The mold used for the compression molding step has its cavity clearances so selected that the disk portion may have a higher compression ratio than the rest. Thus, the cavity clearances of the mold can be relied upon for selecting the ceramics content by volume of the disk portion and manufacturing a brake drum having a disk portion of increased strength without calling for any substantial time or labor.

BRIEF DESCRIPTION OF THE DRAWINGS

Several preferred embodiments of this invention will now be described in detail with reference to the accompanying drawings, in which:

FIG. 1 is a sectional view of a drum brake including a brake drum according to this invention;

FIGS. 2A to 2C are a sectional view of the brake drum shown in FIG. 1 and fragmentary enlarged views thereof, respectively;

FIGS. 3A to 3D are views showing a method of preparing a metal matrix composite material for forming a preform;

FIG. 4A is a view showing a preform formed from the metal matrix composite material shown in FIG. 3C;

FIG. 4B is a view showing the heating of the preform as formed;

FIGS. 5 to 8 are views showing the compression molding step of a manufacturing process according to this invention;

FIG. 9 is a view showing another type of preform embodying this invention;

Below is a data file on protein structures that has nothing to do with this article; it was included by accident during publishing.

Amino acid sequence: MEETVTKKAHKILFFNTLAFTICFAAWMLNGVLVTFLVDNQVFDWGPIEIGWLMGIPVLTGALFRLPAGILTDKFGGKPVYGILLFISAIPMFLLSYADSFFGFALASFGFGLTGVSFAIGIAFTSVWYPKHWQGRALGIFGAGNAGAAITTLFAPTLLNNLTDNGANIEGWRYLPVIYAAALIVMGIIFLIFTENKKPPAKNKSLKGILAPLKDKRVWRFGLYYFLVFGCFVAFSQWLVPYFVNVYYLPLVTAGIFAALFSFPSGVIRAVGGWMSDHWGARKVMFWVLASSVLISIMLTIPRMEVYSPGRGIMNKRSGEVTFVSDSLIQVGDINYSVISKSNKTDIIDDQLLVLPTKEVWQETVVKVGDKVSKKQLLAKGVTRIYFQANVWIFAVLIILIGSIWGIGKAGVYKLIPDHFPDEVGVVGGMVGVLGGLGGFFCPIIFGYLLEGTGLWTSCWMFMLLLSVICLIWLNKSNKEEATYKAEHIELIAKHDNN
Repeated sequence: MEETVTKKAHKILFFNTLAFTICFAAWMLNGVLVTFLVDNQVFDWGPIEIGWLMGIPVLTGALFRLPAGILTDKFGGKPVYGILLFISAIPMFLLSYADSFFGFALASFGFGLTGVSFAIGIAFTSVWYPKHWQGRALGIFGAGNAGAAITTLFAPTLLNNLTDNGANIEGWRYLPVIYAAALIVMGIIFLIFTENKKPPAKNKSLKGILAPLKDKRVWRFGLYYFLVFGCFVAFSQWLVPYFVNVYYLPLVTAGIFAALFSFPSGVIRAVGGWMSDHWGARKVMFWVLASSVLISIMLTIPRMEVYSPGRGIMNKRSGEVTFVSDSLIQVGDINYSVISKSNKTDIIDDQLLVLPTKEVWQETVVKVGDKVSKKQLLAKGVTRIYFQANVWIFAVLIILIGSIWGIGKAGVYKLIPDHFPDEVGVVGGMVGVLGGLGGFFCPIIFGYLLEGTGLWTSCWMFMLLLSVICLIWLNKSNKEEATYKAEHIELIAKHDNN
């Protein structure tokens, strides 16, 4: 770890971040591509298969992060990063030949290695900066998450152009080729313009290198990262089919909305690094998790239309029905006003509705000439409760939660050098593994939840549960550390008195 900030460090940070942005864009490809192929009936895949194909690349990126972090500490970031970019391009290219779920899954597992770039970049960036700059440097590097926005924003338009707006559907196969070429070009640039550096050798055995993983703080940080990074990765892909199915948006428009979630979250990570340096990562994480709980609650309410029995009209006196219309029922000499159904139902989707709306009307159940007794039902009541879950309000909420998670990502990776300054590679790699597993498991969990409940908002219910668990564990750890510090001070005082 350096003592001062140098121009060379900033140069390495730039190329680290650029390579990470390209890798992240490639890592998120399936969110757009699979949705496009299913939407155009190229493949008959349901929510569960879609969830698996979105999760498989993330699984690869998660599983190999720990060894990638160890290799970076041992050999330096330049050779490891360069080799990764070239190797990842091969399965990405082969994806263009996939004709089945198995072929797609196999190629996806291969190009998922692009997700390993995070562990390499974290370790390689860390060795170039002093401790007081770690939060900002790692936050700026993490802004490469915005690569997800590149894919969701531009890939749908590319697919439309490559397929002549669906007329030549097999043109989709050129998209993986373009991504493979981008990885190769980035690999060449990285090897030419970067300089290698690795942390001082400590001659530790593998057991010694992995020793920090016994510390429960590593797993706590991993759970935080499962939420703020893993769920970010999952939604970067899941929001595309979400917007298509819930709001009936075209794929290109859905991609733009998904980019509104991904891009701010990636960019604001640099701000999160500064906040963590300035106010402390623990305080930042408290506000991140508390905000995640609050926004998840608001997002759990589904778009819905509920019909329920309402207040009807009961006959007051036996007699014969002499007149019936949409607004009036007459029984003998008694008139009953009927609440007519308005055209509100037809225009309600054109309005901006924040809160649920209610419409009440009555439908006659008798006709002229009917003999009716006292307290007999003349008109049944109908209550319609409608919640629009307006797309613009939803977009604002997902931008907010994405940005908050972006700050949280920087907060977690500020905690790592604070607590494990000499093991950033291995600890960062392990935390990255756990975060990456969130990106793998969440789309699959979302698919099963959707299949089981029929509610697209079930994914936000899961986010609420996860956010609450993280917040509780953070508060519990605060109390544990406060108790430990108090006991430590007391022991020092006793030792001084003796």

FIG. 10 is a view showing a pulley known in the art and formed partly from a composite material; and

FIGS. 11A to 11C are views showing a process known in the art for manufacturing a composite material.

DETAILED DESCRIPTION OF THE PREFERRED EMBODIMENTS

Referring now to FIG. 1, the drum brake 11 has a brake shoe 13 attached expansibly to an axle tube 12 by a plate not shown and having a lining 14 and a brake drum 16 fixed integrally to a drive or driven axle 15 by a fixing pin not shown and rotatable with the axle 15 and the brake shoe 13 can be pressed in the directions of arrows a against the inner surface 17 of the brake drum 16 to apply friction thereto to stop the rotation of a wheel 21.

The wheel 21 has a wheel 22 and a tire 23 attached to the wheel 22. The wheel 21 is connected to the axle 15 by a plurality of bolts 24 and a plurality of wheel nuts 25.